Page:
Feminist reproductive health work necessitates community. Meet those who define themselves as feminist midwives, feminist nurses, feminist writers, feminist doulas, feminist students, and many others! To participate as a Feminist Worker, fill out this survey. This series is based on the Radical Doula profile series by the incredible Miriam Zoila Pérez: find the Radical Doula profiles here.
Leah Rashidyan is a student nurse midwife currently living in Cap Haitien, Haiti. She worked as a labor & delivery nurse for nearly five years in the Los Angeles area, while also taking course work for a Master’s in Midwifery and Women’s Health Nurse Practitioner degree at San Diego State University. She is currently taking a year off from course work in order to spend four months in Haiti working at a birth center with Haitian midwives, called MamaBaby Haiti. She has a passion for providing safe and compassionate maternity care to women in the developing world, and believes we have an ethical responsibility to support and empower midwives and nurses in these settings to be able to provide such care. Leah can be reached at email@example.com
What brought you to reproductive health work?
As a nursing student during my OB rotation, I was frequently asked to give postpartum instructions to Spanish speaking moms as I was often one of the few who spoke Spanish. As I sat next to these mothers and discussed everything from baby care to pelvic rest (no sex for 6 weeks!), I realized I really loved the opportunity to converse with women about their bodies and their health. During college I also spent summers abroad in Uganda and Brazil, as well as a semester in South Africa, and learned an incredible amount about women’s rights (or lack thereof) in these places. A deep compassion grew in me for women who found themselves in places they never expected, whether it be HIV positive, raped and pregnant, or forced into a cesarean section. At the end of college, I wrote my Senior paper on episiotomies, reading every research article in the last 10 years about them, and writing over 25 pages on the ethical breeches of routine use of episiotomy. I subsequently became known to my fellow students as the girl obsessed with perineums, and not much has changed since then. Four months after graduating I finally convinced a hospital to take me as a new grad Labor & Delivery nurse. After a few years of being fed up with the unnecessary cutting of perineums and bellys for babies to be born, I applied to grad school to begin my midwifery degree. I still absolutely love being bedside with laboring women, and as I worked through my 3 year part-time program, I became afraid that becoming a CNM/NP would pull me further away from being WITH women in their labor and delivery. So I decided to take a year off to get some perspective and have more time to give bedside care, and was hoping to spend some time abroad to remind me of my passions. When the opportunity came up to volunteer in Haiti at a wonderful birth center, I quit my job, and my husband and I moved here for 4 months.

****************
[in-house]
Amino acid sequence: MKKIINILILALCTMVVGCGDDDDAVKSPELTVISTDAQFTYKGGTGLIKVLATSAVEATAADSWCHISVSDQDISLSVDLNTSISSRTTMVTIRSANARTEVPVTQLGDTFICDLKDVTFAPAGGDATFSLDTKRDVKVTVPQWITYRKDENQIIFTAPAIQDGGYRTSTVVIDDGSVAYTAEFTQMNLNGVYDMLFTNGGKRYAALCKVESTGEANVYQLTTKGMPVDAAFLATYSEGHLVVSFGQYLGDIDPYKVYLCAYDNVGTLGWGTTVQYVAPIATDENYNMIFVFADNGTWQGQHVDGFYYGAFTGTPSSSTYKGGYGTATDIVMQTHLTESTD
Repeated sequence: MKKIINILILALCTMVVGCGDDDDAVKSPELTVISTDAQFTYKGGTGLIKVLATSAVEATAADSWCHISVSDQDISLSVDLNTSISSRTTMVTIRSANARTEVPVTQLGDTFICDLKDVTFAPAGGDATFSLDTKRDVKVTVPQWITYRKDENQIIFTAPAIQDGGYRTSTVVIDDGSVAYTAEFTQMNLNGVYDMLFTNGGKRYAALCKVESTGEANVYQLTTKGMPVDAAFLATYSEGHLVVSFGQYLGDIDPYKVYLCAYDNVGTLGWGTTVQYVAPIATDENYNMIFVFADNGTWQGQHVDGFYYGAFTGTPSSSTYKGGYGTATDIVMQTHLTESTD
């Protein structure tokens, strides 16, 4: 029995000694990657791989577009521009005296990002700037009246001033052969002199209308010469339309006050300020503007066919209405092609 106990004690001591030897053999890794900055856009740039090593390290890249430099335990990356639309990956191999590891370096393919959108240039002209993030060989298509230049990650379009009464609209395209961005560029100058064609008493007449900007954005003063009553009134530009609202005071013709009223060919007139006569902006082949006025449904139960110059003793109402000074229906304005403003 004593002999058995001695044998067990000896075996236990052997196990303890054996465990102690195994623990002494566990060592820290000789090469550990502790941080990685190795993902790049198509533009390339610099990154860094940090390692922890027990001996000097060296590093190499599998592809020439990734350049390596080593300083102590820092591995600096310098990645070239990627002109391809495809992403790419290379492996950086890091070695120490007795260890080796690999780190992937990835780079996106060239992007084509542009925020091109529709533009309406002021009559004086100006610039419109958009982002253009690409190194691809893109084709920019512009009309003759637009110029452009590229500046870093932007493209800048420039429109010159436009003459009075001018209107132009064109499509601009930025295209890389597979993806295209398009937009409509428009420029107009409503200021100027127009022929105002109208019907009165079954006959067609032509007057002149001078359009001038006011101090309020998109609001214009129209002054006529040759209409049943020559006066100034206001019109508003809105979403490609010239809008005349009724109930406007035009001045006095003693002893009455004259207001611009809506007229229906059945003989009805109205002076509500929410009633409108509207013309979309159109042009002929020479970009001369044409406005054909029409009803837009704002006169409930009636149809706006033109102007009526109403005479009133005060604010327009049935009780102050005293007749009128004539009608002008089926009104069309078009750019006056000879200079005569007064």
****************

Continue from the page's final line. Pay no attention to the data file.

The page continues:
How do you identify with the term feminist?
Feminist is a term that to me means to be with women in their struggles– to value women, to take the time to understand their perspective and their life. I don’t know how I could not identify as a feminist, when my life and my work is about empowering and giving way for women to be women. To love, to be passionate, and be angry, and be strong, and be everything that a woman can be. And of course to note how over centuries women have not been allowed to be women, we have been compared to men and compared to their standard.